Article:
Going Green in the Mountains
Keep the hills alive
Despite their impervious looks, mountains are as delicate as molehills. Their rocky slopes host sensitive undergrowths with shallow root systems that can be destroyed by a single careless footstep. And once stripped of vegetation, even the mightiest mountain will fail to nourish the wildlife that resides there. Also, waste left on slopes can contaminate water sources below.
To ensure we have living mountains for the next generation, the basics of green camping and hiking still apply. But climbers pose a unique threat to mountains. And the higher you go, the more you rely on environmentally damaging tools, like pitons and hammers. If possible, learn to climb clean.
Clean ascents reject the use of damaging climbing tools and opt for more mountain-friendly nuts and hexes . Even though the clean climb technique means acquiring a new skill set, they're common (and expected) on many American Southwest slopes, including Yosemite Valley and Eldorado Canyon .
To help prevent the environmental assault that befell Everest it's crucial you:
- Read up on the regulations and special concerns for the area you'll visit.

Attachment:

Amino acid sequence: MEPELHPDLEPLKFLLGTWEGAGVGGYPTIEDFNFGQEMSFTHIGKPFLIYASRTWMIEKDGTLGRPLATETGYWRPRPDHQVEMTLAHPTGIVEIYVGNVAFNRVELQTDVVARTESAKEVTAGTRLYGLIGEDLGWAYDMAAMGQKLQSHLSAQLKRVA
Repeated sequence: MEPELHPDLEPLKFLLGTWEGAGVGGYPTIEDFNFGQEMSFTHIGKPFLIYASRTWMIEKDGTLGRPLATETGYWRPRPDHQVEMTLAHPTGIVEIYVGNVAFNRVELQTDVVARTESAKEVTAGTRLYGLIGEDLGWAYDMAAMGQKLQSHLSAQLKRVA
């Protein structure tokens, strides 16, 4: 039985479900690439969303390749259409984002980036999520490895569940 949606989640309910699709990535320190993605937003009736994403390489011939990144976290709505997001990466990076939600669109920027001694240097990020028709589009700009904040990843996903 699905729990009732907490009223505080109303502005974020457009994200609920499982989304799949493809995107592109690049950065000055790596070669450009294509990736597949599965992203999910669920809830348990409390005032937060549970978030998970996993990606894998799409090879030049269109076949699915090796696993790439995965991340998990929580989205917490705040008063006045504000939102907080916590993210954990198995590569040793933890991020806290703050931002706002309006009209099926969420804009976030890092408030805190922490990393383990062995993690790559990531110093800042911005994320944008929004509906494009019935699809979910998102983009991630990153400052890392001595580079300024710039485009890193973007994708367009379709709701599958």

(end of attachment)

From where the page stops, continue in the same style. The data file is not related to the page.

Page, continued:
- Eliminate the use of marking paint, rock cairns or flagging by learning how to use a map and compass.
- Bring sealable bags to remove your waste with you - human waste included.
- Minimize environmental impact by camping on rock, gravel, dry-grass terrains or established campsites.
- Camp at least 200 feet from lakes and streams.
- Look, but don't touch cultural or historic structures and artifacts you encounter while climbing.
- Don't collect rocks, plants and other natural objects you find.
- Do not build structures, furniture or dig trenches as you ascend.
- Do not follow or approach wildlife you encounter along the way, especially during mating season or if young are present.
- Don't feed the animals. Not only does human food endanger the health of wild animals, repeated feedings can alter their natural behavior, making them reliant on humans and vulnerable to predators.
- Store rations and trash securely. Not only will this protect you from unwanted visitors, it will protect your food.